Title: Polls, Clickbait, and Commemorative $2 Bills: Problematic Political Advertising on News and Media Websites Around the 2020 U.S. Elections
Speaker: Eric Zeng and Miranda Wei (UW)
Date: January 19
Event link: https://stanford.zoom.us/j/99099389394?pwd=dzN5eXlaM01sL0lNS0pEVWk3TUEwUT09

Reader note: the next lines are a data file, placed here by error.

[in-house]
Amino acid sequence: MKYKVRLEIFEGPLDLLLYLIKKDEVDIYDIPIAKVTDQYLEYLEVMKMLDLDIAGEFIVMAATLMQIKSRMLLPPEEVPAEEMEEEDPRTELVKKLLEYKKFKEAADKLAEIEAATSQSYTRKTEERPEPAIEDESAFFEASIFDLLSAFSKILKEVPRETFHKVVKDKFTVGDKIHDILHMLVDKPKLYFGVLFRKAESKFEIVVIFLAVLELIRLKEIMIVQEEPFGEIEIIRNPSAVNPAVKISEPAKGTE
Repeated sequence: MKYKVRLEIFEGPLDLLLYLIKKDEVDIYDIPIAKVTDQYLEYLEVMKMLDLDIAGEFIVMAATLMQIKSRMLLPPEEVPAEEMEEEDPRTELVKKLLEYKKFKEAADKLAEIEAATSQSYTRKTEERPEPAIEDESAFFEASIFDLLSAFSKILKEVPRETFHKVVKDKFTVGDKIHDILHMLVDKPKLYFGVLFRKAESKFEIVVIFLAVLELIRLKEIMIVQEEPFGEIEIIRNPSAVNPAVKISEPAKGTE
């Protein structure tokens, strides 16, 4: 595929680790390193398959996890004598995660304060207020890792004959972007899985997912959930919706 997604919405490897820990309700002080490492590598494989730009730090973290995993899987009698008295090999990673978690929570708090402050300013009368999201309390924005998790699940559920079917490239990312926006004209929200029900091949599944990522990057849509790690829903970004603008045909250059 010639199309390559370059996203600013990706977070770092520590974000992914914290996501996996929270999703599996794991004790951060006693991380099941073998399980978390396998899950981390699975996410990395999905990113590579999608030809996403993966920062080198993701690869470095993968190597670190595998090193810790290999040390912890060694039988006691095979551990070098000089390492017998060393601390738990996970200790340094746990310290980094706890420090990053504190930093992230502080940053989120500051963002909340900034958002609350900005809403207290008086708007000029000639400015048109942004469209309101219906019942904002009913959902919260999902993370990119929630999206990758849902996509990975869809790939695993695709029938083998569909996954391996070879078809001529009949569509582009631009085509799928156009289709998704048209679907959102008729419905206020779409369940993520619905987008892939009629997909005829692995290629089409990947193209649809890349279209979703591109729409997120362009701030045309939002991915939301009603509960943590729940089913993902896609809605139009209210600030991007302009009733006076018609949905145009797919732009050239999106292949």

Abstract: Online advertising can be used to mislead, deceive, and manipulate Internet users, and political advertising is no exception. In this talk, we will present a measurement study of online advertising around the 2020 United States elections, with a focus on identifying dark patterns and other potentially problematic content in political advertising. We scraped ad content on 745 news and media websites from six geographic locations in the U.S. from September 2020 to January 2021, collecting 1.4 million ads. We performed a systematic qualitative analysis of political content in these ads, as well as a quantitative analysis of the distribution of political ads on different types of websites. Our findings reveal the widespread use of problematic tactics in political ads, often in the pursuit of fundraising or profit, such as bait-and-switch ads formatted as opinion polls to entice users to click, the use of political controversy by content farms for clickbait, and the more frequent occurrence of political ads on highly partisan news websites. We make policy recommendations for online political advertising, including greater scrutiny of political ads from organizations besides political campaigns, and comprehensive standards for political content across advertising platforms.